Re-exportation of Illegal Trash Re-Ignites Call to Ban All Waste Imports
Monday, 03 August 2020
Quezon City, PhIlippines - After sitting in Northern Mindanao for two years, the final batch of 80 container vans of contaminated plastic waste from South Korea are set to sail home this week amid the continuing COVID-19 outbreak.
Deceptively declared as “plastic synthetic flakes,” the contaminated plastic waste materials, which arrived in July and October 2018 at the ports in Villanueva and Tagoloan, Misamis Oriental, were found by the authorities to contain unsorted plastic materials, used dextrose tubes, soiled diapers, discarded electronics and household garbage in violation of national laws and the Basel Convention on the Control of Transboundary Movements of Hazardous Wastes and their Disposal.
Following successful bilateral negotiations led by the Bureau of Customs-Region 10, which the EcoWaste Coalition attended, a total of 251 container vans of illegal waste shipments were re-exported to South Korea this year on July 18 (53 containers), March 27 (47 containers), February 16 (50 containers) and January 19 (50 containers), and last year on January 19 (51 containers). The last 80 containers are scheduled for re-shipment on August 4 and 8 bringing the total number of returned containers loaded with garbage to 331.
“The completion of the complicated re-exportation procedures in the middle of the COVID-19 crisis that continues to disrupt and claim people’s lives is a big win in our people's pursuit of environmental justice and the rule of law during these most difficult times,” declared Aileen Lucero, National Coordinator, EcoWaste Coalition.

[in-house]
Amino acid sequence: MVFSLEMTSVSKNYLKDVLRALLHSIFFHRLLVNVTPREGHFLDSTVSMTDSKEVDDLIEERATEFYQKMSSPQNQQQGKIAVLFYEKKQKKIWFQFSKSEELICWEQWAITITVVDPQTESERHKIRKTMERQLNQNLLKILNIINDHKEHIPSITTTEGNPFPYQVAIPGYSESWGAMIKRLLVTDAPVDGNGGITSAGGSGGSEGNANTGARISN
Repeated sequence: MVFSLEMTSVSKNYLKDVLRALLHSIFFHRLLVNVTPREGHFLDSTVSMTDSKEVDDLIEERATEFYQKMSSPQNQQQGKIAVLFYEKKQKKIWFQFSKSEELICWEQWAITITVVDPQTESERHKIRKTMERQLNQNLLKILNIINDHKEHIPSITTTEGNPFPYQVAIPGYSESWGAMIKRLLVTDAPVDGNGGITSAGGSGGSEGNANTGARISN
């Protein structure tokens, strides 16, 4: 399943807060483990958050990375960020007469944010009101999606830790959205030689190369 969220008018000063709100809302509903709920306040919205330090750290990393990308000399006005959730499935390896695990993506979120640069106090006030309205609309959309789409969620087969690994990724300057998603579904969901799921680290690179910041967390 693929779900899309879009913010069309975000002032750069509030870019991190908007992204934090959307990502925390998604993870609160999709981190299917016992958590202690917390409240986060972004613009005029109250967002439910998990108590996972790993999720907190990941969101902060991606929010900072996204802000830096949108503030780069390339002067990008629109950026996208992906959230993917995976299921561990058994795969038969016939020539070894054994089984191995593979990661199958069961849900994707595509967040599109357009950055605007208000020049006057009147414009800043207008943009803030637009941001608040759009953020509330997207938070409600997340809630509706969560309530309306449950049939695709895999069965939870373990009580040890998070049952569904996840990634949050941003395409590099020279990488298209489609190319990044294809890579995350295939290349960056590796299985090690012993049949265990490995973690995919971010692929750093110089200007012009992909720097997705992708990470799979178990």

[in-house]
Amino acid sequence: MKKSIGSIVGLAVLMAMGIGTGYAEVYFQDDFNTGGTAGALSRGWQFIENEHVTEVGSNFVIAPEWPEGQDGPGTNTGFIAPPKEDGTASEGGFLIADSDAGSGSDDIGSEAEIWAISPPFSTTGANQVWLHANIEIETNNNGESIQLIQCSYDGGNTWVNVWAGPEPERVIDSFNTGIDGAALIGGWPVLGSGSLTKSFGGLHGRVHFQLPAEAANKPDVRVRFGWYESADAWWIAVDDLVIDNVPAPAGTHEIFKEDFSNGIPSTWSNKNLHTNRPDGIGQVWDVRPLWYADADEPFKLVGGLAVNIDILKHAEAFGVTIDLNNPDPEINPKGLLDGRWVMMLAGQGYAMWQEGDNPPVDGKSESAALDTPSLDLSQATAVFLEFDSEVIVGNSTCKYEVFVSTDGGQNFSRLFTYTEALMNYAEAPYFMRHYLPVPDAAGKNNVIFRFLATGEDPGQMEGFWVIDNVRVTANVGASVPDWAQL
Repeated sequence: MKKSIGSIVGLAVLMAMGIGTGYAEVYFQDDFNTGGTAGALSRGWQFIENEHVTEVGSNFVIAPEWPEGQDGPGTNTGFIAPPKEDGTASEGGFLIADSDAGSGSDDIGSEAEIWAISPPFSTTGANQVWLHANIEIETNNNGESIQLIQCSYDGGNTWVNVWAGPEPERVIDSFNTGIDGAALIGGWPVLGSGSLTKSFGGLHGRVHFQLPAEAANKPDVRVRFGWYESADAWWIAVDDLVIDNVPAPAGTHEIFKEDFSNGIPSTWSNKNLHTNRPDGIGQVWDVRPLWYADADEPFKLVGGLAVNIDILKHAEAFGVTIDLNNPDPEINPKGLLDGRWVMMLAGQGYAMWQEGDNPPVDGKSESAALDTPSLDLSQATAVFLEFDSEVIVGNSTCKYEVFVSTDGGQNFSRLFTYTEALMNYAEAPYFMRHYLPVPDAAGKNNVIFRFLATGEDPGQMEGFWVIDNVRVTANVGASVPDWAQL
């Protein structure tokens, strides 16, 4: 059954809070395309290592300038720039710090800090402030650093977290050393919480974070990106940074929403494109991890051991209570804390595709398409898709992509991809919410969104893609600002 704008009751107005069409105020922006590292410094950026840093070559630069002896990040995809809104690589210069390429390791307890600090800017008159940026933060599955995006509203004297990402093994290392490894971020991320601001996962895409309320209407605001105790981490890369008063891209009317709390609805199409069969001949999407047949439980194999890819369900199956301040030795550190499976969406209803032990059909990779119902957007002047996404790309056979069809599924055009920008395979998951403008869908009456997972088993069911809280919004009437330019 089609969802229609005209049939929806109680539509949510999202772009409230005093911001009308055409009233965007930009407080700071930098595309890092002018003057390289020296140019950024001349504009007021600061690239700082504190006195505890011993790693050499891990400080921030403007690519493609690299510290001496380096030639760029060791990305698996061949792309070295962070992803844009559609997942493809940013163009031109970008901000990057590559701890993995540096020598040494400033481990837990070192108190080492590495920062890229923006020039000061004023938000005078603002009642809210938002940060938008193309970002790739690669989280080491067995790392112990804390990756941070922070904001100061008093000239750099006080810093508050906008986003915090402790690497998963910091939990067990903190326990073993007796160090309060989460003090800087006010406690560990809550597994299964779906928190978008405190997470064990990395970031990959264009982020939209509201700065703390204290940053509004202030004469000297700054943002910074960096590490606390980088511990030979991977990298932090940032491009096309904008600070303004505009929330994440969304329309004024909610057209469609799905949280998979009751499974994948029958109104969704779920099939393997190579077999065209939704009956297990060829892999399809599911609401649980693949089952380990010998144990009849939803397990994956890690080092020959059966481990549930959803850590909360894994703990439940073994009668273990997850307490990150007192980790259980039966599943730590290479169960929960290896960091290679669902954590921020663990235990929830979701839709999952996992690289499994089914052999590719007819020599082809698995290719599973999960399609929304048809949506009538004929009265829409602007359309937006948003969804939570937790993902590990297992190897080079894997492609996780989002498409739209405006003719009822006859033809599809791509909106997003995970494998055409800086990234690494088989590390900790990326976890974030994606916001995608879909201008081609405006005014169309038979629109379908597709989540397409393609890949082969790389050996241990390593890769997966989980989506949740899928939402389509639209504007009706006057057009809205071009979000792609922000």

Groups vow to keep up the pressure against dumping of foreign wastes in PH
Quezon City. As the authorities grapple with the repacking of over 5,000 tons of illegal waste cargoes stranded in Misamis Oriental for re-export to South Korea, environmental health and justice groups vow to keep up the pressure to prevent the recurrence of foreign waste dumping via the country’s seaports.
7 NGOs call on Environment Minister McKenna and the Canadian government to support the ratification of the Basel Ban Amendment, which prohibits developed countries like Canada from exporting their hazardous wastes to developing countries. Read the letter to Minister McKenna here.
SUBIC BAY FREEPORT—Following a threat from Malacañang that Manila would cut diplomatic ties with Ottawa, Canada made good on its promise to repatriate tons of Canadian waste illegally exported to the Philippines about six years ago when a ship that would haul them back arrived on Thursday at Subic Bay Freeport to load the cargo.
Amidst growing concern about the impacts of plastic on the oceans, ecosystems, and human health, there’s another largely hidden dimension of the plastic crisis: plastic’s contribution to global greenhouse gas emissions and climate change. This report examines each of these stages of the plastic lifecycle to identify the major sources of greenhouse gas emissions, sources of uncounted emissions, and uncertainties that likely lead to underestimation of plastic’s climate impacts.
The waste and pollution watch group EcoWaste Coalition today denounced the latest attempt to dump into the Philippines mixed plastic waste this time from Hong Kong, China.
The incident reinforces the call made by the group urging the government to formalize as soon as possible President Rodrigo Duterte’s marching orders issued last May 6 banning waste shipments from other countries.